Artsnight: David Baddiel on The Great Man Theory
July 23rd 04:30, 19:30
July 24th 12:30
July 28th 11:30
In the 19th century, Thomas Carlyle came up with The Great Man Theory - a view that history is formed by the impact of certain charismatic and powerful men. For this episode of Artsnight, David Baddiel travels to New York to see if there are any great men left and whether the idea, embodied by figures like Picasso, Saul Bellow or Norman Mailer, is untenable now. David talks to writers Martin Amis, Nick Laird, Katie Roiphe and Meg Wolitzer to ask whether anyone can be called great in a culture where so many voices and opinions exist that anyone that claims greatness is easily shot down. David argues that even those who might be considered great can't be that absurdly masculine anymore so can only achieve greatness with an ironic nod and a wink. So, David asks, what has been gained and lost by the death of The Great Man idea?
“Who Women Want”
July 9th 14:30
July 10th 02:30, 09:30, 21:30
Gender is set to be a defining issue in this year’s US presidential race. Donald Trump recently claimed that “The only thing [Hillary Clinton has] got going is the women’s card, and the beautiful thing is, women don’t like her.” However, polls suggest that Hillary Clinton enjoys a clear lead among female voters of all backgrounds, while she struggles with the blue collar male vote. Award winning BBC World News America Presenter Katty Kay examines who women want in this year’s presidential race: Trump or Clinton, and why it will be so crucial to the final result.
Sport Today Extra: Aries Merritt
July 2nd 14:30
July 3rd 02:30, 09:30, 21:30
July 5th 10:00
Aries Merritt won Olympic gold at London 2012 in the men’s 110m hurdles and broke the world record for his event a month later. His road to Rio seemed set but in 2015, after winning a bronze medal at the World Championships in Beijing, the American was on the operating table having a kidney transplant – the kidney was donated by his sister. Now Aries is hoping that the road to recovery leads to Rio. BBC World News spends time with him at his Arizona home and during training as the reigning Olympic champion looks to clear his final hurdle and win at the Olympic Games.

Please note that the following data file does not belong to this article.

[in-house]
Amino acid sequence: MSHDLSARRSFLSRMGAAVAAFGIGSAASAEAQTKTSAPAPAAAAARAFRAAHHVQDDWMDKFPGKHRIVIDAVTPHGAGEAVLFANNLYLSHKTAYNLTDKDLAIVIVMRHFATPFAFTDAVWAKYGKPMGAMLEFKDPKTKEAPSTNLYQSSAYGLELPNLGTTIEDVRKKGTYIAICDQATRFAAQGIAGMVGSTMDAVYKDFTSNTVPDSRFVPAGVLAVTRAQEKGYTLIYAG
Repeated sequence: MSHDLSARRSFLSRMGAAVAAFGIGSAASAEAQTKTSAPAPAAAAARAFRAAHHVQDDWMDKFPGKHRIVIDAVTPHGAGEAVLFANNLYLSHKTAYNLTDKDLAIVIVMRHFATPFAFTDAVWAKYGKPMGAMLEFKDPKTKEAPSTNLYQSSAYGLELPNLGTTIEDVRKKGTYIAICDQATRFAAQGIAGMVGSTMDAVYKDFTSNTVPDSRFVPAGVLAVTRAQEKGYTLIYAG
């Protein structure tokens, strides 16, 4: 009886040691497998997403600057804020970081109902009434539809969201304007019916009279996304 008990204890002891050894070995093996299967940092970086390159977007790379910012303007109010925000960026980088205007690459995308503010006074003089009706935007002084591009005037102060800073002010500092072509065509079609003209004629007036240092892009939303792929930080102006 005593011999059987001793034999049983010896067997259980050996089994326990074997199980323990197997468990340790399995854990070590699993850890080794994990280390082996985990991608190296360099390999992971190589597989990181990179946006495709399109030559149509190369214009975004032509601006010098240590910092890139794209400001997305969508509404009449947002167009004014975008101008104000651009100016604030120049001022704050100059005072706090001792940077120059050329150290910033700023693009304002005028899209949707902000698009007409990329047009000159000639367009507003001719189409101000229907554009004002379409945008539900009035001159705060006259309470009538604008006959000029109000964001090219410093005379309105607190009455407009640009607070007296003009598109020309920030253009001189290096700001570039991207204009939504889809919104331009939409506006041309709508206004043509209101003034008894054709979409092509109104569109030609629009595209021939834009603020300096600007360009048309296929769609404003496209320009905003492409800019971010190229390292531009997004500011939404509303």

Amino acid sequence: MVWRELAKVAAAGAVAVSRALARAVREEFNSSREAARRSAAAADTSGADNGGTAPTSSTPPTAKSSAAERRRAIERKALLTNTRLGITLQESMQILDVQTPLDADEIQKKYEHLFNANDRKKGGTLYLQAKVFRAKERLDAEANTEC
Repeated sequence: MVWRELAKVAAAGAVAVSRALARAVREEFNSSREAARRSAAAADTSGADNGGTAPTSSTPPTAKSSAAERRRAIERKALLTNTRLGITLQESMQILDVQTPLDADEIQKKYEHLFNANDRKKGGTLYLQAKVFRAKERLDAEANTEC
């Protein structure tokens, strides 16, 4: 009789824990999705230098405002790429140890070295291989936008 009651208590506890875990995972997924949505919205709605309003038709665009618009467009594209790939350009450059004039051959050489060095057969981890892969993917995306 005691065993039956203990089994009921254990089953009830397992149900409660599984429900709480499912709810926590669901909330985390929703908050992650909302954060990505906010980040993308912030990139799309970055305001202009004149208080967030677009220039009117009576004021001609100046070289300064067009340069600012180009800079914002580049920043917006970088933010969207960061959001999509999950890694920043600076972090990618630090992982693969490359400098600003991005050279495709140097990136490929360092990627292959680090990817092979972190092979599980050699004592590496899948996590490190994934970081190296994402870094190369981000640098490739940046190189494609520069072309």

In the run-up to the Olympics, BBC World News explores the amazing stories of five real-life heroes. This programme tells the stories of five exceptional individuals who overcame great obstacles in their lives through sport and now use it to help people living in some of the poorest and most violent places in Brazil. Heroes includes stories from a skateboarder, a runner, a sailor, a golfer and a badminton coach. Their work is helping to tackle Brazil's most pervasive problem: the country is still one of the most unequal in the world.
All over the world athletes are stepping up their training in a bid to represent their country in one of the most revered sporting competitions on the planet: The Olympic Games. As all eyes turn to Rio, this programme follows three young Olympic and Paralympic hopefuls on their journey from their homes in the Rio favelas to the moment of ‘selection’. For 17 year old diver Giovanna, 13 year old gymnast Ana Carolina and 26 year old Paralympian high jumper Jorge, the moment of truth has almost come. Will their dreams of sporting glory come true?
Hidden Rio examines some of the unique tales of cariocas, the unique term given to the people of Rio de Janeiro. These extraordinary stories reveal another side of Rio and touch on the city’s unique ancestral roots, samba, geology, art, social protests and inequality. The stories include those of a former slave refuge in Rio’s richest area where descendants still live, and a town in the mountains that was founded by Finnish migrants where Father Christmas is out all year round, temperatures fall below zero – and it snows!